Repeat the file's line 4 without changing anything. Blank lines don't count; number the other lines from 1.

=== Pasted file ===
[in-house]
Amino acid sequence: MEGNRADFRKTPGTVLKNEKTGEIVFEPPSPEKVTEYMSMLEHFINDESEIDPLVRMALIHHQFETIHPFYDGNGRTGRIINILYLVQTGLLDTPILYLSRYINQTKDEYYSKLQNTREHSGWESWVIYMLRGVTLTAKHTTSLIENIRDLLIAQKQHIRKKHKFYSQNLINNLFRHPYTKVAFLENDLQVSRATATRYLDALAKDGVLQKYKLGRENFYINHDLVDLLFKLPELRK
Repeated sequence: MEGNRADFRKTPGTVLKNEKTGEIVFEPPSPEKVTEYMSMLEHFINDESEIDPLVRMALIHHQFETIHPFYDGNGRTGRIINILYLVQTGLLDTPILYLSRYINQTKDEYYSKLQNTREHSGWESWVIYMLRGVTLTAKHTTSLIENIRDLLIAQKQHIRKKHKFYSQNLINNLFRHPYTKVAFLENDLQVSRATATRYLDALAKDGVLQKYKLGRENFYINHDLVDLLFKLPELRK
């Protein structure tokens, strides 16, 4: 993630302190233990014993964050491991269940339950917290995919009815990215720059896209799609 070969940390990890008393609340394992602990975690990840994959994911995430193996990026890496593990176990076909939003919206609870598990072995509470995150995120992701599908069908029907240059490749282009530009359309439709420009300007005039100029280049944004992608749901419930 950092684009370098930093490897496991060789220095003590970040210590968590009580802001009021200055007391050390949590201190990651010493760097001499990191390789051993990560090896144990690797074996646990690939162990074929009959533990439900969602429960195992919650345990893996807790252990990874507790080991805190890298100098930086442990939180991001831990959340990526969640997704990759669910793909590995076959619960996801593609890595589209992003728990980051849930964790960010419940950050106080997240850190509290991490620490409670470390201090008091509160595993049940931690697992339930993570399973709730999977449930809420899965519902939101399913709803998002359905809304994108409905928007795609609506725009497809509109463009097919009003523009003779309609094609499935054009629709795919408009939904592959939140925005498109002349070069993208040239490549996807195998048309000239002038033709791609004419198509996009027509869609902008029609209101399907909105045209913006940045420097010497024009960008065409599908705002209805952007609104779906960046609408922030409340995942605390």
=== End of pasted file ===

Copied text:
């Protein structure tokens, strides 16, 4: 993630302190233990014993964050491991269940339950917290995919009815990215720059896209799609 070969940390990890008393609340394992602990975690990840994959994911995430193996990026890496593990176990076909939003919206609870598990072995509470995150995120992701599908069908029907240059490749282009530009359309439709420009300007005039100029280049944004992608749901419930 950092684009370098930093490897496991060789220095003590970040210590968590009580802001009021200055007391050390949590201190990651010493760097001499990191390789051993990560090896144990690797074996646990690939162990074929009959533990439900969602429960195992919650345990893996807790252990990874507790080991805190890298100098930086442990939180991001831990959340990526969640997704990759669910793909590995076959619960996801593609890595589209992003728990980051849930964790960010419940950050106080997240850190509290991490620490409670470390201090008091509160595993049940931690697992339930993570399973709730999977449930809420899965519902939101399913709803998002359905809304994108409905928007795609609506725009497809509109463009097919009003523009003779309609094609499935054009629709795919408009939904592959939140925005498109002349070069993208040239490549996807195998048309000239002038033709791609004419198509996009027509869609902008029609209101399907909105045209913006940045420097010497024009960008065409599908705002209805952007609104779906960046609408922030409340995942605390």